• Clearly identify the topic of your email or discussion posting in the subject line.
  • Remember to re-read your email before sending it.
  • Be careful about using sarcasm and humour, as it can often be misinterpreted.
  • Never put anything in an email that you would not be happy to see on the front page of a newspaper.

Know how to facilitate discussions online

A person who facilitates an online discussion is known as an ‘E-moderator’. Your role as an E-moderator involves:

  • Stating the goals of the discussion, your expectations and any ground rules.
  • Engaging students in the discussion by using various strategies. Aim for discussions that will require less input from you over time, and more interaction between students.
  • Refocusing the discussion if it gets off topic.
  • Addressing any behaviour you feel is inappropriate.

Be familiar with assessment and evaluation

You may be required to oversee some assessment tasks online. Make sure you are well aware of the skills you will need to do this, and discuss your role with your course coordinator.

There are ways of getting specific feedback on aspects of a course website or other eLearning tool through an anonymous online survey. 

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Distance learning

Distance learning is when the student is learning at home or in another off-campus location.

Teaching distance learning students can be challenging, as students often feel quite isolated from you as the teacher and from their fellow students.

When teaching distance students, it is important to remember that:

  • Students may have difficulty accessing material in a timely manner.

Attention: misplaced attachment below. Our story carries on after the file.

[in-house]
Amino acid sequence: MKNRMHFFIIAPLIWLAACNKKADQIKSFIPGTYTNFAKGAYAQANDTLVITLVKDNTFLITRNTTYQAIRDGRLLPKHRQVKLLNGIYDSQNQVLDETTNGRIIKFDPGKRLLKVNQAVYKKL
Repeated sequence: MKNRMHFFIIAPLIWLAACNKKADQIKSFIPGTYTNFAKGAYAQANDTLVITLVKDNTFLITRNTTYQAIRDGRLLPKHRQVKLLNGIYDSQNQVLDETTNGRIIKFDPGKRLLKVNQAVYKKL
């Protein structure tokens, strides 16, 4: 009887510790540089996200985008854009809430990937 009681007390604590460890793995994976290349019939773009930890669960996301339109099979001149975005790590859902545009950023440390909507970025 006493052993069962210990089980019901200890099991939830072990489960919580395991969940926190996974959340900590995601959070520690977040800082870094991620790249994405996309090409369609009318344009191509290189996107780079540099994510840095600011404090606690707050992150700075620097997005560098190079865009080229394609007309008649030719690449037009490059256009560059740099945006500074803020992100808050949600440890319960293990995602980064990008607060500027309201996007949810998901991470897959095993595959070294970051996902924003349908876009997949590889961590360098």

• Students in remote areas may have a slow internet connection, and downloading image-heavy materials can be problematic.
  • Students can feel isolated, and your speedy response to their emails can make a huge difference to their student experience.
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Clinical teaching

Clinical teaching is teaching which takes place in a clinical context. It usually involves patients and clinical procedures, and as such, necessitates sensitivity, confidentiality and discretion.

As a clinical teacher, you need to:

  • Act as a role model for students (e.g. dress appropriately, act courteously, etc.).
  • Clearly articulate the criteria used for student assessment.
  • Clearly demonstrate and explain clinical material and treatment techniques.
  • Demonstrate how theoretical knowledge can be applied in a clinical situation.
  • Monitor students' clinical progress regularly, critically and constructively.
  • Encourage students to develop rapport and empathy with the patient and/or their family.

Clinical teaching often involves presentation of a case, assessment and discussion of the case.

As a clinical teacher, it is important that you:

  • Encourage students to present the facts of the case to you (without intervening to offer a diagnosis).
  • Encourage students to explain the rationale behind their thinking.
  • Provide general rules targeted to the learner’s level of understanding.
  • Tell the student what they did right, and correct their mistakes in a constructive manner.